#1369 packages should disable internal crash handlers and depend on ABRT
Closed None Opened 5 years ago by sharkcz.

= phenomenon =
There are packages that include their internal crash handlers and the handlers usually work only on a limited set of architectures. The value of a distribution is in integration and it should mean that ideally all application will use a crash handler common to all apps, in our case it should be ABRT. I'm aware that ABRT is still not in ideal shape, but having each app an own crash handler is worse in my opinion.

A recent case is qdigidoc which includes google-breakpad which builds only on primary arches.

= background analysis =

= implementation recommendation =
A recommendation should be added to Packaging Guideline stating that internal crash handlers should be disabled.


To clarify, you simply want a recommendation added and not an explicit rule forbidding internal crash handlers correct?

I'm OK with a recommendation, but I'm concerned that anything beyond that is somewhat undesirable. Some packages my not be able to disable internal crash handlers without patches and others don't really pose a problem in regards to ABRT. I think Firefox actually uses google-breakpad for its own crash reporter, but ABRT still seems to get coredumps there (at least on F20).

Replying to [comment:1 jwboyer]:

To clarify, you simply want a recommendation added and not an explicit rule forbidding internal crash handlers correct?

correct, to make a point which the maintainer should think about, like "Do we really need a new crash handler? Wouldn't ABRT do the same or better?"

This topic will be discussed at FESCo meeting on Wednesday 2014-11-19 on 18:00 UTC.

Replying to [ticket:1369 sharkcz]:

= implementation recommendation =
A recommendation should be added to Packaging Guideline stating that internal crash handlers should be disabled.
(From earlier:)
The value of a distribution is in integration and it should mean that ideally all application will use a crash handler common to all apps, in our case it should be ABRT.
This would rather suggest that the guideline should recommend making sure ''ABRT is used'', not ''other handlers should not be used''.

But then that would not help us avoid the work of porting google-breakpad ☺

Replying to [comment:2 sharkcz]:

Replying to [comment:1 jwboyer]:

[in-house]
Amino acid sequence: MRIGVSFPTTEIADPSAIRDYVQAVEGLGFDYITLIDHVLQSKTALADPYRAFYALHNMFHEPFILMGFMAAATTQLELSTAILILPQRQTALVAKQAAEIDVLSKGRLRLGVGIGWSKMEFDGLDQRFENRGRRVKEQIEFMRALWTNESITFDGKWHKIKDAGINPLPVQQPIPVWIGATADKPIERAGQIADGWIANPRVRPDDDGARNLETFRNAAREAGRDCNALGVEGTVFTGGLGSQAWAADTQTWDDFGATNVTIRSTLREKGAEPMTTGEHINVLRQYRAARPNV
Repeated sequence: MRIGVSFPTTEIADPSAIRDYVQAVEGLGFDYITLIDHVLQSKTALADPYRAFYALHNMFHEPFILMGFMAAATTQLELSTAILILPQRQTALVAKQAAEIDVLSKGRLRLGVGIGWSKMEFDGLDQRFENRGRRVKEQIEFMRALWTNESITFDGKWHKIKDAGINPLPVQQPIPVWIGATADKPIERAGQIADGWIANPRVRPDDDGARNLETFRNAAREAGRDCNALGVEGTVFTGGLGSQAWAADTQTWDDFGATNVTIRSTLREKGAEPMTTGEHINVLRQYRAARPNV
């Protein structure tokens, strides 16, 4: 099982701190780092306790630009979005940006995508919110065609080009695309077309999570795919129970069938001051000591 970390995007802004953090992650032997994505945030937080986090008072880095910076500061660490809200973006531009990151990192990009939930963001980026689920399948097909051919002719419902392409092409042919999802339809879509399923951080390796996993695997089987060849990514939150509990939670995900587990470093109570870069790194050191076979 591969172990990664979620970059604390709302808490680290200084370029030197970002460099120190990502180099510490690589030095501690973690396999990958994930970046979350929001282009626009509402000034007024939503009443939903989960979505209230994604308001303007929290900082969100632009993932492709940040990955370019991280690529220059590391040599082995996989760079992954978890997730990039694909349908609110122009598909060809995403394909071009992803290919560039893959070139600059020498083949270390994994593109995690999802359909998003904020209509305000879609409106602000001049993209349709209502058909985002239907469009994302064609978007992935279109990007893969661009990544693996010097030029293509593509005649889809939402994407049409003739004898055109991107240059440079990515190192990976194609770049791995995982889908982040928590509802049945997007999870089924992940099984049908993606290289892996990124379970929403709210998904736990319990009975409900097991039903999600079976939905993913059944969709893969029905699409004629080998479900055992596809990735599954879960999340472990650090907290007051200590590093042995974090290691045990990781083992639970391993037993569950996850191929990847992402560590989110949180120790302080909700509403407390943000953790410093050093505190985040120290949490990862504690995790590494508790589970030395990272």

To clarify, you simply want a recommendation added and not an explicit rule forbidding internal crash handlers correct?

correct, to make a point which the maintainer should think about, like "Do we really need a new crash handler? Wouldn't ABRT do the same or better?"

So I have (foolishly?) said the following a few weeks ago:

I will no longer tolerate/support any packaging guideline changes which, without expanding Fedora to an entirely new ecosystem/use case, add manual packaging or package review work. We are software developers, and the way we solve problems in our area and in this century is by writing software.

Would it be possible to add a rpmlint or fedora-packager check for the known offenders (google-breakpad, are there others?)?

Replying to [comment:1 jwboyer]:

I'm OK with a recommendation, but I'm concerned that anything beyond that is somewhat undesirable. Some packages my not be able to disable internal crash handlers without patches

I don’t think having to patch should stop us, as a matter of principle. If we need a better or more integrated distribution, touching the code is inevitable.

Replying to [comment:6 mitr]:

Replying to [comment:1 jwboyer]:

I'm OK with a recommendation, but I'm concerned that anything beyond that is somewhat undesirable. Some packages my not be able to disable internal crash handlers without patches

I don’t think having to patch should stop us, as a matter of principle. If we need a better or more integrated distribution, touching the code is inevitable.

Oh, I agree there. But if we're making it a requirement, we're now adding yet another thing package maintainers MUST do and some of them will certainly not be capable/willing to do it. That is why I was making sure it was a recommendation, not a rule. I have nothing wrong with Fedora carrying the patch if someone wants to add it to better integrate.

Replying to [comment:7 jwboyer]:

I don’t think having to patch should stop us, as a matter of principle. If we need a better or more integrated distribution, touching the code is inevitable.